1. Ecclesiastes 5:1 — “To draw near to listen is better than to offer the sacrifice of fools.” To hear God, you have to be near God. Of course, this question of nearness is not about physical space but rather spiritual relationship, nearness in spirit. Jesus’ stated goal for us is that there would be no distance between us and Him, that we would be “one” with Him, in perfect unity — “…that they may all be one, just as you, Father, are in me, and I in you, that they also may be in us, so that the world may believe that you have sent me.” (John 17:21) And Jesus revealed that those who were one with Him would, by definition, be one with each other – “…that they may be one, even as we are one.” (John 17:11) Our closeness with God is revealed in our closeness to others in God. Nearness is an issue of the heart – “…people draw near with their mouth and honor me with their lips, while their hearts are far from me….” (Isaiah 29:13) Nearness is about faith – “…she does not trust in the Lord; she does not draw near to her God….” (Zepheniah 3:2) Under the Old Covenant, based on adherence to the Law, revealed in the Old Testament, there were limits to how close the sinner could get to God – the Levitical priests offered sacrifices for the sins of the people, and only the High Priest could enter the inner room and only once a year on the Day of Atonement. But now, through Jesus, “Let us… with confidence draw near to the throne of grace, that we may receive mercy and find grace to help in time of need” (Heb. 4:16). Jesus has opened up the Holy of Holies to us through His death on the cross. “Not only must we draw near to Christ, we must draw near to Him in confidence. This does not mean that we come arrogantly demanding forgiveness as a right. We draw near in confidence not because of our own ‘rights’ but because of the person and work of Christ. We are confident because God, who was not obligated to redeem us, nonetheless promises to forgive us if we submit to Christ. Drawing near in confidence means that we firmly believe God’s promise of grace in Christ.” (R.C. Sproul) “Let us draw near with a true heart in full assurance of faith, with our hearts sprinkled clean from an evil conscience and our bodies washed with pure water” (Heb. 10:22). In Christ, we have unmerited and inalienable salvation and access to God to draw near to Him in total assurance and confidence. So, do not quench the Spirit, grieve the Spirit, or get out of step with the Spirit through fear, pride, or disobedience – “Submit yourselves therefore to God. Resist the devil, and he will flee from you. Draw near to God, and he will draw near to you. Cleanse your hands, you sinners, and purify your hearts, you double-minded. Be wretched and mourn and weep. Let your laughter be turned to mourning and your joy to gloom. Humble yourselves before the Lord, and he will exalt you.” (James 4:7-10)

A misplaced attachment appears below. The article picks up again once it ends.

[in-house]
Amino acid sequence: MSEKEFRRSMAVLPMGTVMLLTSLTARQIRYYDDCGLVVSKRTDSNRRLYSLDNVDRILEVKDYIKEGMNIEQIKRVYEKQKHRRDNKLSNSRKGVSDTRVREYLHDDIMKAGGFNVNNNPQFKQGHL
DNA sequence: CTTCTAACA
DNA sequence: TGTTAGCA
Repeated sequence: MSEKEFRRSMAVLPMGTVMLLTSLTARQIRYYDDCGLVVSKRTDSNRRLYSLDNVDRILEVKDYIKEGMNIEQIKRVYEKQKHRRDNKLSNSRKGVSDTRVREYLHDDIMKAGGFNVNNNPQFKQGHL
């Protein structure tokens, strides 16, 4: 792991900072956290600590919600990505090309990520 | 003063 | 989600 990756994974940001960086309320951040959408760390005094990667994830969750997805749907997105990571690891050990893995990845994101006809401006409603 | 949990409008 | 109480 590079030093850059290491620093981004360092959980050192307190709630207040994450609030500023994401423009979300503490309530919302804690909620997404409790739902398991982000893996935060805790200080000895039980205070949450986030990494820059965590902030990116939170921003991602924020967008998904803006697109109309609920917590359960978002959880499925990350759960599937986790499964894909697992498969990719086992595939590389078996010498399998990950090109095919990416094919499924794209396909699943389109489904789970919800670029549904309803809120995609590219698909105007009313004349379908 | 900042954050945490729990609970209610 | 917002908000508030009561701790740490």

– John 3:36 — Whoever believes in the Son has eternal life; whoever does not obey the Son shall not see life, but the wrath of God remains on him.